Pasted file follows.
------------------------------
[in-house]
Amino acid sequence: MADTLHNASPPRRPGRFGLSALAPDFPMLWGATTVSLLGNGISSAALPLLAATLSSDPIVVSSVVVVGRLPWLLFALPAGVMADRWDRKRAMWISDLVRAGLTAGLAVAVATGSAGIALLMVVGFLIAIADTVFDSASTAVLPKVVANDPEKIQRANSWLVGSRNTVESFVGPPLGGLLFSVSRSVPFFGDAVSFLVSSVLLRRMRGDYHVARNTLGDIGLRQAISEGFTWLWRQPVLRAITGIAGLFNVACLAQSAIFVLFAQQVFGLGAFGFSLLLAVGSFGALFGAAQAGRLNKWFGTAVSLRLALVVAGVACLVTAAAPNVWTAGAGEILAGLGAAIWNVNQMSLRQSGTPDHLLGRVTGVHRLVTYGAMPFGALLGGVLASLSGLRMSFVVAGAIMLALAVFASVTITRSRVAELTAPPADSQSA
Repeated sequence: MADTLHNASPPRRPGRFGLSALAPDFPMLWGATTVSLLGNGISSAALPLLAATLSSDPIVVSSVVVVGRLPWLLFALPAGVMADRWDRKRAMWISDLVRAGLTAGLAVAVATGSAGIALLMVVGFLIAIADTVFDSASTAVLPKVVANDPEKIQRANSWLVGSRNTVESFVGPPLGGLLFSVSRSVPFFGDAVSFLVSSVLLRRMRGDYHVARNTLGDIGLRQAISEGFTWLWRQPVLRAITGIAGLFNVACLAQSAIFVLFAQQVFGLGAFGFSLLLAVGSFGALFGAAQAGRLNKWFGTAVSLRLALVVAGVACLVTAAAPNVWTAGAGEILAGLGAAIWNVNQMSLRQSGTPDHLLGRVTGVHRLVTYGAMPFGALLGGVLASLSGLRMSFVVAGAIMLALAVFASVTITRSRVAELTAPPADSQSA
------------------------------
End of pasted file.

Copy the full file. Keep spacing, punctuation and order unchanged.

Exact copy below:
[in-house]
Amino acid sequence: MADTLHNASPPRRPGRFGLSALAPDFPMLWGATTVSLLGNGISSAALPLLAATLSSDPIVVSSVVVVGRLPWLLFALPAGVMADRWDRKRAMWISDLVRAGLTAGLAVAVATGSAGIALLMVVGFLIAIADTVFDSASTAVLPKVVANDPEKIQRANSWLVGSRNTVESFVGPPLGGLLFSVSRSVPFFGDAVSFLVSSVLLRRMRGDYHVARNTLGDIGLRQAISEGFTWLWRQPVLRAITGIAGLFNVACLAQSAIFVLFAQQVFGLGAFGFSLLLAVGSFGALFGAAQAGRLNKWFGTAVSLRLALVVAGVACLVTAAAPNVWTAGAGEILAGLGAAIWNVNQMSLRQSGTPDHLLGRVTGVHRLVTYGAMPFGALLGGVLASLSGLRMSFVVAGAIMLALAVFASVTITRSRVAELTAPPADSQSA
Repeated sequence: MADTLHNASPPRRPGRFGLSALAPDFPMLWGATTVSLLGNGISSAALPLLAATLSSDPIVVSSVVVVGRLPWLLFALPAGVMADRWDRKRAMWISDLVRAGLTAGLAVAVATGSAGIALLMVVGFLIAIADTVFDSASTAVLPKVVANDPEKIQRANSWLVGSRNTVESFVGPPLGGLLFSVSRSVPFFGDAVSFLVSSVLLRRMRGDYHVARNTLGDIGLRQAISEGFTWLWRQPVLRAITGIAGLFNVACLAQSAIFVLFAQQVFGLGAFGFSLLLAVGSFGALFGAAQAGRLNKWFGTAVSLRLALVVAGVACLVTAAAPNVWTAGAGEILAGLGAAIWNVNQMSLRQSGTPDHLLGRVTGVHRLVTYGAMPFGALLGGVLASLSGLRMSFVVAGAIMLALAVFASVTITRSRVAELTAPPADSQSA